The Economic Freedom Fighters (EFF) has announced a national shutdown on 20 March 2023. According to the EFF, the purpose of the shutdown is to highlight South Africa’s socio-economic issues, including loadshedding. The intention is to bring economic activity and movement to a halt by blocking road networks and disrupting the flow of services and goods.
This is according to experts in Cliffe Dekker Hofmeyr’s employment law practice who say that the EFF will not be alone in this protest.
“Organised labour, including the South African Federation of Trade Unions (SAFTU) confirmed that it will join the national shutdown. This is significant because SAFTU has 24 trade union affiliates which span several sectors including facilities management, transport, the public sector, manufacturing, mining, and construction,” says Thabang Rapuleng, Director in CDH’s employment law division.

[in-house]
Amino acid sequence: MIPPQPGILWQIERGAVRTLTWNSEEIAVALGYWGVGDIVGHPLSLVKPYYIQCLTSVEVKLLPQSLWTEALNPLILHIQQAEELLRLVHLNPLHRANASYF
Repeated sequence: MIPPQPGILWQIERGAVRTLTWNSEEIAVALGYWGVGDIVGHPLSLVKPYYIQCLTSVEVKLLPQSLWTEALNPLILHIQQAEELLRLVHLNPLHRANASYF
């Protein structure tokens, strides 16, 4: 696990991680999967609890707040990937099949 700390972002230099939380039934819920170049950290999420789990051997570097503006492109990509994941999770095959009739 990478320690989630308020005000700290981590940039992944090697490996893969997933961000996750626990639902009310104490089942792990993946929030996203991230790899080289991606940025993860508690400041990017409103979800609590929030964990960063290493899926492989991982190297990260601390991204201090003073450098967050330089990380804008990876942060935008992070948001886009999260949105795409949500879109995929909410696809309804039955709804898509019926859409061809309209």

Rapuleng’s colleague and Senior Associate at CDH, Tamsanqa Mila, adds that it has been reported that the EFF is in talks with some sectors, including the taxi industry, to join the national shutdown.
“A large portion of the workforce relies on public transport to commute to and from work. If the taxi industry, in addition to SAFTU affiliates and other political formations that have expressed their support, join the national shutdown, employers nationally will be impacted on Monday, 20 March 2023.”
“It is not a coincidence that Monday, 20 March is the day before Human Rights Day, which is a public holiday that also commemorates the Sharpeville massacre that took place in 1960 when Apartheid police fired on a peaceful protest. Employers will accordingly have only three working days that week if the national shutdown occurs,” says Rapuleng.
Considering the operational requirements of many businesses, CDH implores employers to prepare accordingly.